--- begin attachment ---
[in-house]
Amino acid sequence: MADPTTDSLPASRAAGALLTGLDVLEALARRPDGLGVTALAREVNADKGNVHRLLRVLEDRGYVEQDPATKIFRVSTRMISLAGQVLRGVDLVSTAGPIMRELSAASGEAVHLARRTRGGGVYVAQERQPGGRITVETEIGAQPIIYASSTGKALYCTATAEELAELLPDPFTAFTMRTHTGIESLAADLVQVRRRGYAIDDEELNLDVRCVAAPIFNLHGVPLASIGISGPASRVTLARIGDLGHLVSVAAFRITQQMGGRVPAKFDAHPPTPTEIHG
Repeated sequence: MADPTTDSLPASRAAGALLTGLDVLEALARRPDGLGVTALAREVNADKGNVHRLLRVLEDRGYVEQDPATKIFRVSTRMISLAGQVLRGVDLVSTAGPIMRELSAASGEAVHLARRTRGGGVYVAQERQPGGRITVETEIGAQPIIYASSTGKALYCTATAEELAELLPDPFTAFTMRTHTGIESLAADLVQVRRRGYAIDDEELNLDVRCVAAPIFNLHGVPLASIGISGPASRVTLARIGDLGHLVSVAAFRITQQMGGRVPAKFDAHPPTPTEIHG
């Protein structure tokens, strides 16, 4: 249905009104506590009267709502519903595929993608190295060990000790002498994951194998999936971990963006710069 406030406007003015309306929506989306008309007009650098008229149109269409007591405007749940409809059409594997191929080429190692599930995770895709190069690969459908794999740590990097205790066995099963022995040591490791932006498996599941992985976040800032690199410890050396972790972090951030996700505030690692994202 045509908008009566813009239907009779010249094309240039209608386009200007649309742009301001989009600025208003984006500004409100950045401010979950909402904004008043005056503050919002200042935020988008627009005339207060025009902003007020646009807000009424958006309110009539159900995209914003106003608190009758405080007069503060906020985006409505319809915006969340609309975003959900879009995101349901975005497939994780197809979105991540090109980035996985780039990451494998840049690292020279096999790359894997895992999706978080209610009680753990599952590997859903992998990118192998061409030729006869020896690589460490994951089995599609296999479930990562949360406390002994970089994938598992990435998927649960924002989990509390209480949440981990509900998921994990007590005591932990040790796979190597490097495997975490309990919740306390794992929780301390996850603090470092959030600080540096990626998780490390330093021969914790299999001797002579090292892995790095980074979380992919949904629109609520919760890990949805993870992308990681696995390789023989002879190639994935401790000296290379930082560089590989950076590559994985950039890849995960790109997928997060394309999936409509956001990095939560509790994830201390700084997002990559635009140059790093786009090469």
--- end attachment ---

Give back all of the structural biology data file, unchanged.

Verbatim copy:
[in-house]
Amino acid sequence: MADPTTDSLPASRAAGALLTGLDVLEALARRPDGLGVTALAREVNADKGNVHRLLRVLEDRGYVEQDPATKIFRVSTRMISLAGQVLRGVDLVSTAGPIMRELSAASGEAVHLARRTRGGGVYVAQERQPGGRITVETEIGAQPIIYASSTGKALYCTATAEELAELLPDPFTAFTMRTHTGIESLAADLVQVRRRGYAIDDEELNLDVRCVAAPIFNLHGVPLASIGISGPASRVTLARIGDLGHLVSVAAFRITQQMGGRVPAKFDAHPPTPTEIHG
Repeated sequence: MADPTTDSLPASRAAGALLTGLDVLEALARRPDGLGVTALAREVNADKGNVHRLLRVLEDRGYVEQDPATKIFRVSTRMISLAGQVLRGVDLVSTAGPIMRELSAASGEAVHLARRTRGGGVYVAQERQPGGRITVETEIGAQPIIYASSTGKALYCTATAEELAELLPDPFTAFTMRTHTGIESLAADLVQVRRRGYAIDDEELNLDVRCVAAPIFNLHGVPLASIGISGPASRVTLARIGDLGHLVSVAAFRITQQMGGRVPAKFDAHPPTPTEIHG
């Protein structure tokens, strides 16, 4: 249905009104506590009267709502519903595929993608190295060990000790002498994951194998999936971990963006710069 406030406007003015309306929506989306008309007009650098008229149109269409007591405007749940409809059409594997191929080429190692599930995770895709190069690969459908794999740590990097205790066995099963022995040591490791932006498996599941992985976040800032690199410890050396972790972090951030996700505030690692994202 045509908008009566813009239907009779010249094309240039209608386009200007649309742009301001989009600025208003984006500004409100950045401010979950909402904004008043005056503050919002200042935020988008627009005339207060025009902003007020646009807000009424958006309110009539159900995209914003106003608190009758405080007069503060906020985006409505319809915006969340609309975003959900879009995101349901975005497939994780197809979105991540090109980035996985780039990451494998840049690292020279096999790359894997895992999706978080209610009680753990599952590997859903992998990118192998061409030729006869020896690589460490994951089995599609296999479930990562949360406390002994970089994938598992990435998927649960924002989990509390209480949440981990509900998921994990007590005591932990040790796979190597490097495997975490309990919740306390794992929780301390996850603090470092959030600080540096990626998780490390330093021969914790299999001797002579090292892995790095980074979380992919949904629109609520919760890990949805993870992308990681696995390789023989002879190639994935401790000296290379930082560089590989950076590559994985950039890849995960790109997928997060394309999936409509956001990095939560509790994830201390700084997002990559635009140059790093786009090469």